December 17, 2012 report
Researchers use quantum properties to create jammer-proof radar
Traditional radar systems work by shooting photons at a target and then measuring the reflections that occur as a result. Images of objects constructed using such a system can help discern the difference between a large bird and a small plane, for example. But, researchers have also developed ways to circumvent such systems, e.g. using flak, or generating false photon streams. This new system is an attempt to confound the latter.
Quantum theory suggests that because of the unique nature of quantum particles, measuring them causes them to be changed. Thus, if a pilot in a war plane responds to radar signals by trying to send back a false pattern, he or she (their equipment actually) would have to know what the original photons looked like, which means they would have to be observed – a form of measurement. Doing so would cause them to be changed. Because of that, the photon stream that is sent back in reply would be obvious to the recipient because it would no longer match the properties of the stream that was sent.
In their trial system, the researchers sent out a photon stream that had been polarized in one direction, then measured the photons as they were reflected back. They found an error rate of less than 1 percent. But when they set up a system to modify the photons before sending them back, the error rate jumped to close to 50 percent. This they say is more than enough to indicate that someone was attempting to jam their radar.
The researchers acknowledge that more testing is needed, particularly in a real-world environment where it's possible that natural elements might interfere with the polarization of photons, negating their results. Also, they note, there's the problem of systems with multiple photon streams allowing for siphoning off of photons that go undetected by the system. On a more positive note, they also point out that technology currently exists to implement such a system in the real-world, and because of that, those that wish to, could build one right away if they chose to do so.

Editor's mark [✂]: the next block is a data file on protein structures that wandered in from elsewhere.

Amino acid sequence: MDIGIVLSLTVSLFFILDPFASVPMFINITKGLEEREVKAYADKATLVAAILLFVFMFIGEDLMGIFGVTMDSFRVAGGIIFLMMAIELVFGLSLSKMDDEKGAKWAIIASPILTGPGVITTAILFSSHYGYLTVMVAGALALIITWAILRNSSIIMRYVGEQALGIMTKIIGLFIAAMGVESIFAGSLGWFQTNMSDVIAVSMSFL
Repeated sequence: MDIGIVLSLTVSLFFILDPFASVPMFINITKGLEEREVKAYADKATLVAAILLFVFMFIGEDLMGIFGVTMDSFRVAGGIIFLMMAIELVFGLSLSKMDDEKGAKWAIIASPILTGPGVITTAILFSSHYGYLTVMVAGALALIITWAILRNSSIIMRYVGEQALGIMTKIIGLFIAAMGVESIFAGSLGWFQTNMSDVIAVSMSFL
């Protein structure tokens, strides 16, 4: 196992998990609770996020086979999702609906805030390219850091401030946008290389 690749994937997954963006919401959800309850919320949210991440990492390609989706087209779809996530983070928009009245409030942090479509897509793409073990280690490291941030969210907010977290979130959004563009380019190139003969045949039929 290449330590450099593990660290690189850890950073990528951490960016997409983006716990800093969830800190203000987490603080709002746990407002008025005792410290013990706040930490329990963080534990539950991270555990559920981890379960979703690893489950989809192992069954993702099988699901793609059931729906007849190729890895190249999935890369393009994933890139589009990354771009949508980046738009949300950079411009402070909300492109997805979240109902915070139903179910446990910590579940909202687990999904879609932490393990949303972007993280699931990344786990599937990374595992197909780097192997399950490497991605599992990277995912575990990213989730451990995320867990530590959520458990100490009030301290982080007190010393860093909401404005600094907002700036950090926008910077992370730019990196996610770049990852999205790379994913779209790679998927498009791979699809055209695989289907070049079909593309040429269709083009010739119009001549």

We have built an imaging system that uses a photon's position or time-of-flight information to image an object, while using the photon's polarization for security. This ability allows us to obtain an image which is secure against an attack in which the object being imaged intercepts and resends the imaging photons with modified information. Popularly known as "jamming," this type of attack is commonly directed at active imaging systems such as radar. In order to jam our imaging system, the object must disturb the delicate quantum state of the imaging photons, thus introducing statistical errors that reveal its activity.
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